This is the third in a series of posts about the Nikon 70-200 mm f/2.8 S lens for Nikon Z cameras. The series starts here.
So far, I’ve found out that with the Nikon 70-200 mm f/2.8S there’s about the same amount of light falloff wide open at 200 mm as there is with the similar E lens that’s made for the Nikon F-mount cameras. I’ve also found that I have a good copy of the Z-mount lens. I had previously tested the F-mount version, and it is good as well.
Now I’m going to show you the results from an informal comparison of the two lenses using distant foliage as the subject with both lenses set at 200 mm, which is usually the weakest focal length with a 70-200. Here’s the view with the S lens wide open:
Here’s the test protocol:
- Subject distance: 97 meters
- ISO 64 for center shots, ISO 125 for corner ones
- Manual exposure, ETTR in live histogram.
- Subject in the center and the upper right corner.
- AF-S focusing, so as not to have to deal with the terrible Z7 focus by wire algorithm.
- Three shots at each setting, focusing anew for each shot, picking the best. This method calibrates out focus curvature.
- Developed in Lightroom
- Sharpening set to amount 20, radius 1, detail 0, which is quite a bit less than Lr’s default sharpening.
- Daylight white balance
- Adobe Color Profile
- Minor exposure adjustments, with same adjustment applied to all images from both lenses, so corner darkening is unaffected.
- Chromatic aberration correction turned off.
- Everything else at default settings
We’ll look at some tight crops.
If you’ve seen these here before, just jump to the images. If not, I need to spend some time telling you how to interpret them. They’re at roughly 250% magnification, enlarged to 700 pixels high on export from Lightroom. If you just want a rough idea of the differences, just look at the images as displayed in-line in the posts. However, if you wish to compare these images in detail, you should view these images by clicking on them to see the source files, then set your browser for 100% zooming. Even better, download them and make Photoshop stacks.
No matter what you do, these crops are all going to look horrible. I’m blowing them up so much so that they will represent the original file after JPEG’s discrete cosine transform has had its way with them. If you want to get a good idea of what the images would look like printed, get far away from your monitor. No, farther than that. Put a bunch of the images up on the screen and back up until the best one starts to look good. Then look at the others. There’s another reason why these images won’t look like the best thing the camera/lens combination can deliver. They’re demosaiced with Lightroom. Lightroom is not awful, but for a particular image, there are usually better raw processors. I use Lr because it’s a de facto standard, because I know it well, and because it’s got good tools for dealing with groups of images.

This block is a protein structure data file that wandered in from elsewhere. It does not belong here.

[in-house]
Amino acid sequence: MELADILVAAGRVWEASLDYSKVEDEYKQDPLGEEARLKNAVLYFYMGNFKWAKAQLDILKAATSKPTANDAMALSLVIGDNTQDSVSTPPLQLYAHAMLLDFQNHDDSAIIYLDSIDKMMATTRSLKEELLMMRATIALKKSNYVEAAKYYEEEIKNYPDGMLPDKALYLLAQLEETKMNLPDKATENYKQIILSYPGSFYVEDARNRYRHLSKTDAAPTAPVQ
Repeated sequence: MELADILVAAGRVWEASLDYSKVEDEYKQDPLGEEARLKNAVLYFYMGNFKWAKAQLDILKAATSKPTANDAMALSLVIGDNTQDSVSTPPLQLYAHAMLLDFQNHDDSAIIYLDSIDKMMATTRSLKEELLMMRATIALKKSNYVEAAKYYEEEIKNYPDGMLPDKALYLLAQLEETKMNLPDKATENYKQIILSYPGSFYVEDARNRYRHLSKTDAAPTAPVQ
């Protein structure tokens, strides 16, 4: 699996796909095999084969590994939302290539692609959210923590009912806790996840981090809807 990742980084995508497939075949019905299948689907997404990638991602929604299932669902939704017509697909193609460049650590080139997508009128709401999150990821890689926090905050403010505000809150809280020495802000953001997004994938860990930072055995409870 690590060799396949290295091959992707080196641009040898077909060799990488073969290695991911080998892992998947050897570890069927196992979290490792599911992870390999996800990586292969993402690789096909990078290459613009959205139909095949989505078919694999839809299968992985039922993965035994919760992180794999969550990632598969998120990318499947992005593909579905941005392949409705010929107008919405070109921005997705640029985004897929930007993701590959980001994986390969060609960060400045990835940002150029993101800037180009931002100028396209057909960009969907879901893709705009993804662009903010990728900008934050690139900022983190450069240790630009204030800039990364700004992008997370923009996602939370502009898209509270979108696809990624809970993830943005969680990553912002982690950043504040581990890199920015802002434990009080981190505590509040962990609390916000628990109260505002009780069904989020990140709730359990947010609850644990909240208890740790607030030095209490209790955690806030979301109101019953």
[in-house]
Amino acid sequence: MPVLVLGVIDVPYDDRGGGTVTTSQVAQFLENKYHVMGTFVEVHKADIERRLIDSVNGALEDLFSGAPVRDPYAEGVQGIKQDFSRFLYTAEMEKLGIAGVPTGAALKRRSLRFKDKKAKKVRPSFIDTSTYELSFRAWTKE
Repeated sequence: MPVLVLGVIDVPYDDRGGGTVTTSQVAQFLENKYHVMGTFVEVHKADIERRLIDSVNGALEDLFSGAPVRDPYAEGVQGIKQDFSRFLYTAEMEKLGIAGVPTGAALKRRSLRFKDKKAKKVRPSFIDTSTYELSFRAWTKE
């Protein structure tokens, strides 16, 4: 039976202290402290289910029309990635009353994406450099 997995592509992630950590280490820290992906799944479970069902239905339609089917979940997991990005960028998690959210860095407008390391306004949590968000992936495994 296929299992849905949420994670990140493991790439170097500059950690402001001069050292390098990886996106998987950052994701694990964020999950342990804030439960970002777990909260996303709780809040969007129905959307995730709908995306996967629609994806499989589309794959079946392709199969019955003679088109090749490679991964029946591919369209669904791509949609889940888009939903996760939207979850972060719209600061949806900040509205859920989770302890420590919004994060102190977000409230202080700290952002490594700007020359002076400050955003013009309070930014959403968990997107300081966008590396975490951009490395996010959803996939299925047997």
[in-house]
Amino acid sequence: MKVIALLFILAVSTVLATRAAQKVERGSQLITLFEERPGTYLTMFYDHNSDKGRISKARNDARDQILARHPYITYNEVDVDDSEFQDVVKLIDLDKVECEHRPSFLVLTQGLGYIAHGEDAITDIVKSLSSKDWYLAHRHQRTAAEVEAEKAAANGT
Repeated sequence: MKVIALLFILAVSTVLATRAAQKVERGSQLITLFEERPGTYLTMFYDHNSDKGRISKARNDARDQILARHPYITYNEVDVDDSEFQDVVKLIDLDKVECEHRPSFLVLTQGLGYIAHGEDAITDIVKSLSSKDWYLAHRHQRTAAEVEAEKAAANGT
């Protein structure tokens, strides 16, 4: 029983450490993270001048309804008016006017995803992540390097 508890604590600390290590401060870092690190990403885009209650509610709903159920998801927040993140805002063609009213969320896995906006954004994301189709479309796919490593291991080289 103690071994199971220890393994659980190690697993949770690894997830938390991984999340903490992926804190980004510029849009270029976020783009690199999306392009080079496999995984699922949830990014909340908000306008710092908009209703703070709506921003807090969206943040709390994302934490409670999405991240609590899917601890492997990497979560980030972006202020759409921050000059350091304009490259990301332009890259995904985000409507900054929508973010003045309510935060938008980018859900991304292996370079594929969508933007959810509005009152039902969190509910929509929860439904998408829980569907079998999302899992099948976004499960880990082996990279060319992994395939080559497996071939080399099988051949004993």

Here’s how to use these highly-magnified crops. The dimensions of the Z7 sensor is 8256×5504 pixels. If we make a full-frame print from the Z7 on a printer with 360 pixels per inch native driver-level resolution, like the Epson inkjet printers, we’ll end up with a 26.4×17.6 inch print. The 317×246 pixel crop you’re looking at will end up 0.8×0.68 inches. Let’s imagine that you or your viewers are critical, and will look at the 27×18 inch print from about 18 inches (conventional wisdom is that the distance would be a little greater than that, or 28 inches (the diagonal), but you did buy a high-resolution camera for a reason, didn’t you?).
The next step is dependent on your monitor pitch, which you may or may not know. Turns out, you don’t have to know it. Just take the 250% crops and view then at 1:1. How high are they? Get out your ruler and measure, or just guess. Let’s say they are 6 inches high. 6 inches is about 7 times 0.8, so in order to view the crops the way they’d look from 18 inches on the print is to view them from 7 times as far away, or 10.5 feet.
Everything here scales proportionately. If the image on your screen is bigger than 6 inches, increase your viewing distance by the ratio of your image height to 6 inches. If you think your viewers are going to almost get their nose to that print and look at it from six inches, divide that 10.5 feet by 3, and look at the image on the monitor from three and a half feet away.
Both of those are excellent, and they are very similar.
It is amazing to me that both these lenses are virtually as sharp on-axis wide open as they are stopped down one stop.
This is probably the sharpest stop for both lenses, and they are both very crisp here.
In both cases, diffraction has adversely affected the images compared to the f/5.6 ones more than reduction of aberrations has improved them.
More diffraction softness yet.
Well, that was impressive. Let’s look at the corner. Image brightness is consistent within the corner shots, but they have different brightness than the center ones.
The biggest difference is that the E lens has substantially more lateral chromatic aberration (LaCA) than the S lens.
There is still some LaCA in the F-mount lens at f/4.
Still a little LaCA on the E lens.
That LaCA is still hanging around with the E lens. Fortunately, it’s fairly easily dealt with in post-production.
Still a bit of LaCA left with the E lens.
Looks like these are both great lenses. I’ll do some testing with a Siemens Star, which is a more demanding target.